There hasn’t been much written on CC about this Mitsubishi as yet, but what there is has not been too complementary. And I would be quite inclined to follow suit and kick this Diamante down the pike some more, but I may have stumbled upon one of the few of its kind worth saving, and certainly worth writing up. Probably explains why it’s still around and in such a nice shape.
Most people, myself included, seem to like the first generation Diamante (1990-95), especially in its “faux-door hardtop” guise, which only Japan and the US were privy to, and the wagon. It was like a FWD version of a big BMW, with a nice 3-litre V6 and plenty of toys. It was a surprise hit for Mitsubishi during the dying days of the Bubble Economy and helped the carmaker gain a foothold into a new market segment.
Following that kind of success was bound to be a difficult undertaking, and so it proved to be. The second Diamante arrived in January 1995, initially as a sole pillared hardtop. The previous generation’s six-light saloon was dropped, and the Australian-made wagon (above) only joined the range in 1997.
The initial engine choices for foreign markets (chief among which were North America and the Asia-Pacific region) were the bigger 3.5 litre V6, but Japanese clients were given the option of either 2.5 or 3.0 litres — not an atypical situation. Also as per usual, the JDM cars had everything from low-powered poverty-spec fleet car to gadget-filled quasi-sports saloon. Our model is one of the latter.
The former, i.e. fleet cars, had been a key part of the first gen’s surprise hit: taxi and police cruiser versions were a very welcome way for Mitsubishi to increase economies of scale. Alas, with the second gen, only three police departments came back for more: the second generation’s reputation was really atrocious, and that became a well-known fact early on.
So here’s the best of a bad bunch: the 30M. Under the hood is the well-known 3G72 3-litre V6, but this was the DOHC 24-valve MIVEC version churning out 270hp. The North American market cars, though endowed with the 3.5 litre engine, only had 210hp to offer. There were AWD versions, but those had to make do with less frenetic engine options; the 30M was a front-driver only.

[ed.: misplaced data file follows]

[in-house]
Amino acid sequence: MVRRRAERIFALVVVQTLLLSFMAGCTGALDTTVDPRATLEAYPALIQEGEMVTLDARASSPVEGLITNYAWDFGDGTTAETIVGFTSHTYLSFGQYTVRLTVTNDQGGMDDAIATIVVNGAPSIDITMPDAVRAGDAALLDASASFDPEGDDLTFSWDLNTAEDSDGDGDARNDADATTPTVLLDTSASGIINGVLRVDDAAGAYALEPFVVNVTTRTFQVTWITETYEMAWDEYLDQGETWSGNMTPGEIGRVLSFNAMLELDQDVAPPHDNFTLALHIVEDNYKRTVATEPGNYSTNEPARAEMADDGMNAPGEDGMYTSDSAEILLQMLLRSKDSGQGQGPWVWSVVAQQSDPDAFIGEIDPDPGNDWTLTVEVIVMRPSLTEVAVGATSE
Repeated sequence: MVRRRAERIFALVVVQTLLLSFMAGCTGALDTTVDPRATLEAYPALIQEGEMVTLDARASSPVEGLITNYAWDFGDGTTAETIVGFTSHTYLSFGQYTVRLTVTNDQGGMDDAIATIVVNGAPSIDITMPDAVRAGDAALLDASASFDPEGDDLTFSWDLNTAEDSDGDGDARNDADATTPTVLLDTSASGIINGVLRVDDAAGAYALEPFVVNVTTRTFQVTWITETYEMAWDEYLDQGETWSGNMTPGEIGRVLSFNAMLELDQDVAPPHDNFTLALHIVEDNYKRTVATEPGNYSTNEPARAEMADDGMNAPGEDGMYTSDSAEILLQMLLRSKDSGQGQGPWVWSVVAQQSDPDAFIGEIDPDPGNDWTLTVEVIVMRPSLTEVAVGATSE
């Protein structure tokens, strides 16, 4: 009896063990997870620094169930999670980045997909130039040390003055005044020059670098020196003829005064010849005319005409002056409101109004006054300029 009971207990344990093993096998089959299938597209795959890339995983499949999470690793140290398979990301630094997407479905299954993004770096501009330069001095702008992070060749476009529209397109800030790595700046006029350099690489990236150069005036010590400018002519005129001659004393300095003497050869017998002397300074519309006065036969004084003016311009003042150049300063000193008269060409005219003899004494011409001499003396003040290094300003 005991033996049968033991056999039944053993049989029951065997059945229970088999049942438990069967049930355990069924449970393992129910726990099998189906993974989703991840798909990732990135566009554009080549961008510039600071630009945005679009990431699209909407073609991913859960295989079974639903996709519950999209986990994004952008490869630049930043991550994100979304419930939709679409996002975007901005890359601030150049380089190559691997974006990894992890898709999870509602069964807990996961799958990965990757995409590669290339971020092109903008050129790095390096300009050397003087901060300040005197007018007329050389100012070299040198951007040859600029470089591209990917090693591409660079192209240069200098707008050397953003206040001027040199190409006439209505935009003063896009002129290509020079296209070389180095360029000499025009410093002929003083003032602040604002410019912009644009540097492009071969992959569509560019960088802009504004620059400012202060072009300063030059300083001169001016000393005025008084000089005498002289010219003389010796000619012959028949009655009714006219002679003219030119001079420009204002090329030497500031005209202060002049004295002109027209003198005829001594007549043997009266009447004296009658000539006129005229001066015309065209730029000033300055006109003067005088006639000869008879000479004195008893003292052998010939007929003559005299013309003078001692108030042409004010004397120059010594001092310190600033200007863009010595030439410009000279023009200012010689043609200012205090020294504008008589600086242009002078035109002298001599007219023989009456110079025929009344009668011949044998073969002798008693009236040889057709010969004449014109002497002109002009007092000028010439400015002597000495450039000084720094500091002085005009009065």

The interior was uncooperative on the feature car (curse those big sunshades!), so here’s a factory photo of one. Toys unique to the better trimmed JDM cars included a head-up display, satnav and a distance/lane-keeping system. The wagons and foreign market cars had a 4-speed automatic fitted as standard, but the JDM saloons had a 5-speed auto.
The Diamante lived its tranquil and uneventful existence through to the end of 2005 in Japan, but left the scene a bit earlier from North America due to slow sales, despite an extensive last-gasp rhinoplasty that the JDM cars never got. The only way to tell the Japanese Diamantes apart was the rear lights, which changed slightly in 1997 and again in 1999. Nothing much changed under the hood though: the 30M kept its 270hp engine (shared with the GTO) till the end, but remained a closely-guarded JDM-only secret.
The actual top-of-the-line was the 30M-SE, which included BBS alloys as standard and other minor improvements. Our feature car has ugly aftermarket rims instead of the relatively discreet wheels it came off the production line with and might have been lowered some, but that’s not too shocking on a car like this.
In the end, the Diamante’s position became untenable: a growing Galant cannibalized the model’s lower end, and a shrinking customer base for big Mitsubishis in general meant that the ailing carmaker had to cut and run from that segment as a whole, after a mere decade and a half of partial success. Pretty good metaphor for Mitsubishi as a whole, really. This car’s gemstone-based name is kind of a misnomer, but then “Mitsubishi Cubic Zirconia” doesn’t exactly roll off the tongue.